Kashkari Sees 2022 Fed Rate Hikes to Counter Inflation Risk
(Bloomberg) -- Federal Reserve Bank of Minneapolis President Neel Kashkari said he supports two interest-rate increases this year to counter risks posed by inflation.
“I brought forward two rate increases into 2022 because inflation has been higher and more persistent than I had expected,” Kashkari said Tuesday in an essay posted on the Minneapolis Fed’s website.
Kashkari has been the Fed’s most dovish policy maker since taking the top job in Minneapolis in 2016. His shift underscores the widespread agreement among Fed officials on the need for action this year to counter the increase in the inflation rate, which in the 12 months through November was highest in almost four decades.
The U.S. central bank’s policy-setting Federal Open Market Committee, on which Kashkari sits but does not hold a vote this year, published anonymous projections at the conclusion of its Dec. 14-15 meeting showing all participants expected it would be appropriate to begin raising the federal funds rate from its current near-zero level sometime in 2022.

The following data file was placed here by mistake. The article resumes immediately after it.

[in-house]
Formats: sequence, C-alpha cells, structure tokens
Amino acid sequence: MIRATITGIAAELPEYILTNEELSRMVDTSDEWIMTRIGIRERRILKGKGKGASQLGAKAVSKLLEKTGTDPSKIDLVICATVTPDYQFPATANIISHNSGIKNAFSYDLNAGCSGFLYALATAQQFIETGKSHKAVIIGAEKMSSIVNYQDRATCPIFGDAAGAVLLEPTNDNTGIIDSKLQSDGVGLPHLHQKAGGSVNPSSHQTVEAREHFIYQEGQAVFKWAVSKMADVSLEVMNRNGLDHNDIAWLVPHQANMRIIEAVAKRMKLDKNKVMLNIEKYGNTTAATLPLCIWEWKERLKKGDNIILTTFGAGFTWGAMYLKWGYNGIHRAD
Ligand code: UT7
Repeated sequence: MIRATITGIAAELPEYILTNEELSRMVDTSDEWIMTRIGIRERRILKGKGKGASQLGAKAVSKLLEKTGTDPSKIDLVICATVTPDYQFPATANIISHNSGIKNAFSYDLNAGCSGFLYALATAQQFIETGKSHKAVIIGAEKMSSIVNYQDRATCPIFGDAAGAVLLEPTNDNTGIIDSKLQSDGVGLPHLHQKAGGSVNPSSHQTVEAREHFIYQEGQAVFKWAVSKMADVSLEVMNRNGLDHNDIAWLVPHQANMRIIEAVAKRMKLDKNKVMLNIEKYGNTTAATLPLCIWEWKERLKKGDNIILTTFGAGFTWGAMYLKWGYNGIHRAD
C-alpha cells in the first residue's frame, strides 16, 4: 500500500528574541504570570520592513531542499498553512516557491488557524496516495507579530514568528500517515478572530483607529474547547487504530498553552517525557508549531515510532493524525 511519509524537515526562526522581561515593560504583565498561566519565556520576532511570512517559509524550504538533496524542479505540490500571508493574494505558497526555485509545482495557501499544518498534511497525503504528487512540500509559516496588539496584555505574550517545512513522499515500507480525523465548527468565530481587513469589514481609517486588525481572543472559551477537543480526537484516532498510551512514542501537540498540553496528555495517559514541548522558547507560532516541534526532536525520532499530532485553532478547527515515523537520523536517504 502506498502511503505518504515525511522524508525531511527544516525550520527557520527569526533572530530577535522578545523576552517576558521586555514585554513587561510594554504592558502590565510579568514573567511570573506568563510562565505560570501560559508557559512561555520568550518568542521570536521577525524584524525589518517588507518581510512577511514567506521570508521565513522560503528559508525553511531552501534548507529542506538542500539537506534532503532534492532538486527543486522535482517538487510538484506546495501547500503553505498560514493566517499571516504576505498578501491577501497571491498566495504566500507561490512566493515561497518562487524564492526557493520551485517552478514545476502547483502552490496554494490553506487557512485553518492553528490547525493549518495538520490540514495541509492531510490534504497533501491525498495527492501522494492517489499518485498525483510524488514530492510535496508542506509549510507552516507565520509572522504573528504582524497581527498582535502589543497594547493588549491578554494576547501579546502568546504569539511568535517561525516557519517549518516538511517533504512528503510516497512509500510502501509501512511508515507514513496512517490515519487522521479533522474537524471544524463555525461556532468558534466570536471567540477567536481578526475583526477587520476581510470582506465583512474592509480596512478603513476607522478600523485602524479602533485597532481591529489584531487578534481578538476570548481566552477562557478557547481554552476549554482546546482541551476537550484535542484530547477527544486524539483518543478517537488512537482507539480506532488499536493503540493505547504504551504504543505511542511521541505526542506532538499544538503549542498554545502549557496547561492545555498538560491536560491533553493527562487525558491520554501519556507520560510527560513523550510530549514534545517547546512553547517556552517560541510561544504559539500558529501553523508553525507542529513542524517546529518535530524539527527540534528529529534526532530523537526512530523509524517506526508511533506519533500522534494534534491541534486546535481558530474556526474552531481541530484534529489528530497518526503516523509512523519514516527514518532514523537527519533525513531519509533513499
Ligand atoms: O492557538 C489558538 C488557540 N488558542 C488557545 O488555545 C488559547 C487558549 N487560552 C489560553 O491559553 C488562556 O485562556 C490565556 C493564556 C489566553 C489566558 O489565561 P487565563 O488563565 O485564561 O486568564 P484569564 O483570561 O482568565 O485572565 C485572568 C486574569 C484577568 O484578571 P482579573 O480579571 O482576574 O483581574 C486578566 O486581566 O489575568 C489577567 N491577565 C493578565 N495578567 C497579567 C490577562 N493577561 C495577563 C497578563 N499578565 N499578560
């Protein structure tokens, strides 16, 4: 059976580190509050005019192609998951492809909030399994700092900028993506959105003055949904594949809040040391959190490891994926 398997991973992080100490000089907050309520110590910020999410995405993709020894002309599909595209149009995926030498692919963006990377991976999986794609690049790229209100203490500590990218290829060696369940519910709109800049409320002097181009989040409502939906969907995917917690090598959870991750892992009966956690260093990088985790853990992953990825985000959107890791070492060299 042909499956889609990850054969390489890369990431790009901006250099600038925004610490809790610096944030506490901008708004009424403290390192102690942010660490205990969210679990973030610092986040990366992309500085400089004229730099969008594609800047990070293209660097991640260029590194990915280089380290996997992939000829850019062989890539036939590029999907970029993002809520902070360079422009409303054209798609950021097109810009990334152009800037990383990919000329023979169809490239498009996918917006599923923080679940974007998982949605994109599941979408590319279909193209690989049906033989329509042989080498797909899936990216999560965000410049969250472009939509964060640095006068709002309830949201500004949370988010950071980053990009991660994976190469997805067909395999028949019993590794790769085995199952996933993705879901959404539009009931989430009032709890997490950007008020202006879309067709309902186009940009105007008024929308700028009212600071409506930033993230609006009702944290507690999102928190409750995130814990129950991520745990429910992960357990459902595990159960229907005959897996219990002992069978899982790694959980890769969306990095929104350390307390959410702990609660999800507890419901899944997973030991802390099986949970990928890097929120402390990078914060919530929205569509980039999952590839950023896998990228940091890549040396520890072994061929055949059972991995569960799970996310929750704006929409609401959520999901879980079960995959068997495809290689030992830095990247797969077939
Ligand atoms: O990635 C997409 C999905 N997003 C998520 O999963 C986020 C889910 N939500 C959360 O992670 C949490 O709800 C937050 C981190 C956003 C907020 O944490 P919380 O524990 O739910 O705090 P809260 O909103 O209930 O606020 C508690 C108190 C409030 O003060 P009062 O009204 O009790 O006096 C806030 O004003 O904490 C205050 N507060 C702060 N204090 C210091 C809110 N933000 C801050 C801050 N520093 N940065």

That marked a shift from the last round of projections in September, which at the time showed nine participants favored holding the benchmark rate near zero at least until 2023. It reflects increasing concern among Fed officials about the risk that the current bout of inflation, which they still largely expect to subside later this year as the pandemic recedes, may become more persistent.
“Fundamentally, I believe it is more likely we end up back in the low-inflation regime that we were in for 20 years than a new high-inflation regime,” Kashkari said. “However, the costs of ending up in the high-inflation regime are likely larger than the costs of ending up back in the low-inflation regime.”
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